Lengthy stint at Kings’ camp boosts Lintuniemi’s game

By Jason Menard
Alex Lintuniemi - Ottawa 67's

Photo: Ottawa 67’s defenseman and Los Angeles Kings prospect Alex Lintuniemi captained the Jokerit U20 squad before moving to North America to play for the 67’s (courtesy of Aaron Bell/OHL Images)


A stint at the Los Angeles Kings training camp has Helsinki-born defenseman Alex Lintuniemi California dreaming — and the Ottawa 67’s have benefited from his enhanced focus and dedication to the game.


“I was there with them for a long time and it was a good experience for me,” Lintuniemi said. “It was amazing being around with the NHL guys. They’re Stanley Cup winners so it’s nice to see what you have to do to get to that level.


And what did he learn?


“Work hard every day. Every day you have to be a pro,” he said. “It’s simple.”


That consistency of effort is something that was lacking last year, and the change has been noticeable, explained 67’s head coach, Jeff Brown.


“It think it’s been tremendous. I think if there was a knock on him last year it was that he wasn’t intense enough and didn’t work hard enough — all that kind of stuff,” Brown added. “Just seeing what it’s like at the next level has certainly opened up his eyes as to what it’d be like hanging out on the beach in L.A., you know. I’m sure he wants to get back.


“He’s come back, he plays 30 minutes a game. He’s played hard and has played well.”


It’s Lintuniemi’s second season in the OHL. Last year he played a full complement of games, scoring four goals and adding 17 assists. That performance — along with a 6’3”, 225-pound frame — helped him get selected 60th overall in the 2014 NHL Draft as the Kings’ second-round pick.


Last year was a good transition season for him, Lintuniemi said, adding that one aspect of the North American game has always appealed to him.


“I’ve always really liked the smaller rinks, even back in Finland. It’s just the way I play,” he said. “The smaller rink is good for me because I’m big. I guess some players prefer the bigger rinks, but I like them small.”


Culturally, the Finn has fit in nicely, Brown added. “He gets along great with the guys, he’s a good teammate, and he’s well liked in the locker room,” he said. “I think the transition’s been fine. Obviously it was a little tougher last year, but I think this year that’s not an issue at all.”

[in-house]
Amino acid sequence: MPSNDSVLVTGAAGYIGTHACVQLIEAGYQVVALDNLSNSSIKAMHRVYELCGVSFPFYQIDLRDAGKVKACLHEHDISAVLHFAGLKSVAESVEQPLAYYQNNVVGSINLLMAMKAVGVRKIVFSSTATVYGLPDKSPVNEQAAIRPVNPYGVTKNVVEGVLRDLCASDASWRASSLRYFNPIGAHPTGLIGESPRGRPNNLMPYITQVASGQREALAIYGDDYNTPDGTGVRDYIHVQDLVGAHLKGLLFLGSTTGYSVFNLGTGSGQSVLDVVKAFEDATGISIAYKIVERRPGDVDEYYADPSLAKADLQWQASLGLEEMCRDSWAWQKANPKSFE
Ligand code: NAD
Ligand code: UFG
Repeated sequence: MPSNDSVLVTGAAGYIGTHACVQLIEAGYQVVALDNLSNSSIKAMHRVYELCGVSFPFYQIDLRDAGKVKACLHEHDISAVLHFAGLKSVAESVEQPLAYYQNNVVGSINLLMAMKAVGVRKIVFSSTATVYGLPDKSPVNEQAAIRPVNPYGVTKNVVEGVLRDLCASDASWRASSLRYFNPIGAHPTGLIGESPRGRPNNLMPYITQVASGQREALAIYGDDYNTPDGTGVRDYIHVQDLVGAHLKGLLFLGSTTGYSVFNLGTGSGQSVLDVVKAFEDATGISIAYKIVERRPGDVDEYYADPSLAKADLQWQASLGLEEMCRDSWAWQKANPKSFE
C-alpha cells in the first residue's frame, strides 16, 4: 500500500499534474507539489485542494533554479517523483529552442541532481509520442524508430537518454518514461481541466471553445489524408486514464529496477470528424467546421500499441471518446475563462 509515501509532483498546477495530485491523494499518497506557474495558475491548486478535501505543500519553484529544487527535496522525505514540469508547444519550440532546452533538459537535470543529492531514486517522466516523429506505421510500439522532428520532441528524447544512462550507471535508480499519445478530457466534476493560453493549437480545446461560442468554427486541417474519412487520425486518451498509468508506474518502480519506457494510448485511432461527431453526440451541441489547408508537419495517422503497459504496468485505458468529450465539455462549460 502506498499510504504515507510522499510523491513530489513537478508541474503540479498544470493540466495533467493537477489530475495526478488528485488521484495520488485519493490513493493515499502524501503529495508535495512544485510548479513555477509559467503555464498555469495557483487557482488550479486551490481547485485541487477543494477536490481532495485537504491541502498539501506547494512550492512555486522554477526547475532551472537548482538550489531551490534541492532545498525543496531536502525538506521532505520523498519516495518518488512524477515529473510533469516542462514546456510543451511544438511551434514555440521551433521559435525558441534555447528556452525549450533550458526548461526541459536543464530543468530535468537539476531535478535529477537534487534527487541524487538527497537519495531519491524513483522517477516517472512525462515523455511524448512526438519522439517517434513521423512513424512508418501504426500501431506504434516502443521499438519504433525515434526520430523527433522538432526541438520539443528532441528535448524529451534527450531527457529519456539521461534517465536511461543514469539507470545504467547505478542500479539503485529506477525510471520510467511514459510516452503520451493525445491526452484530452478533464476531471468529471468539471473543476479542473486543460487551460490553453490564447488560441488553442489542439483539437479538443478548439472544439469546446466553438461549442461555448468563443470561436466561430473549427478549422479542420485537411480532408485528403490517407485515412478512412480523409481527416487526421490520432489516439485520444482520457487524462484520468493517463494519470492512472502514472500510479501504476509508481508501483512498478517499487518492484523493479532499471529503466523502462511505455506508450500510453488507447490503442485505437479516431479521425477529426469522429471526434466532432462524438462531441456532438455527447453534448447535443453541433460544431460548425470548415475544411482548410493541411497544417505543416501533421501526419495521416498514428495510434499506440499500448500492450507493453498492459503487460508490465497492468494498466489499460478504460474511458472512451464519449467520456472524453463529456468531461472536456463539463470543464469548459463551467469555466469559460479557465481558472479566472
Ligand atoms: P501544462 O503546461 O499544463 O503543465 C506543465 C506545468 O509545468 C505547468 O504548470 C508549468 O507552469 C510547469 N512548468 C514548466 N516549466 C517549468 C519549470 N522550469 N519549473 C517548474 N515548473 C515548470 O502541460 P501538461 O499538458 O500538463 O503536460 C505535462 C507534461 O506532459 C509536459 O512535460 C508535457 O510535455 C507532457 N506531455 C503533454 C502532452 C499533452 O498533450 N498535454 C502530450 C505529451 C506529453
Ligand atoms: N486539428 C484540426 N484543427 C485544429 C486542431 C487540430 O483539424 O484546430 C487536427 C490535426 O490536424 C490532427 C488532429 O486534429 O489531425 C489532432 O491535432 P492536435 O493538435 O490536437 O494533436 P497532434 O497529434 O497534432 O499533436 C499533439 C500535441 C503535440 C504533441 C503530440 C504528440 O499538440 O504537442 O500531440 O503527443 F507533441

Having preseason experience at the NHL camp, combined with a year transitioning to the OHL under his belt has helped Lintuniemi understand what he needs to improve upon. “Of course you have to work on everything, but I have to work on my shot a lot and my skating,” he said.


His coach agrees, stating that not just how you shoot, but where has been a big focus this season.


“He’s got a good shot, he needs to work on it a little bit, but at the same time he’s had opportunities to shoot that he just doesn’t take,” Brown explained. “We’re working on that and when you shoot, you shoot to score — you’re not shooting to get a shot on net and he’s certainly working on that.”


In 24 games so far this season, the Helsinki product has one goal and 10 assists. And though he’s a bigger defender, he is not overly physical. He racked up only 26 penalty minutes last season and has only a dozen this campaign to date. Brown said those numbers are to be expected considering how important Lintuniemi has been to the 67’s.


“It’s tough to be overly physical when you’re playing 30 minutes a game,” Brown said. “But he plays physical enough.”


As with any 17 year old, homesickness can set in and Lintuniemi admits that distance has been a factor.


“The biggest challenge is probably being away from your family and friends,” he said. “But I’ve been really fortunate that my billet family has been really nice and I’ve got some great teammates.”


He added that thanks to technology — specifically Facetime, Skype, texting, and phone calls – he is able to keep in touch.


And there’s also one 67’s superfan in Helsinki.


“My dad actually watches almost every game. This year he’s watched all of my games,” he explained, adding that a seven-hour time difference is a challenge, but one his father has embraced. “A 7 PM game here is like 3 in the morning for him, but he still watches.”


The elder Lintuniemis have yet to come overseas to watch him in person, but the plan is in place for them to come later in the year. And the rearguard hopes to don the Finnish colors this year at the U20 World Junior Championship in Montreal and Toronto.


“It’s really close. I hope I make the team this year,” he said. “It’s a good opportunity to learn more.”


In the meantime, Lintuniemi is continuing to work on his game and hopes to eventually emulate one of his idols — Detroit Red Wings’ defenseman, Niklas Kronwall.


“I like to watch Nik Kronwall,” he said. “He’s a very calm player, big hits, smart, and gets lots of points.”


Follow Jason Menard on Twitter via @JayCMenard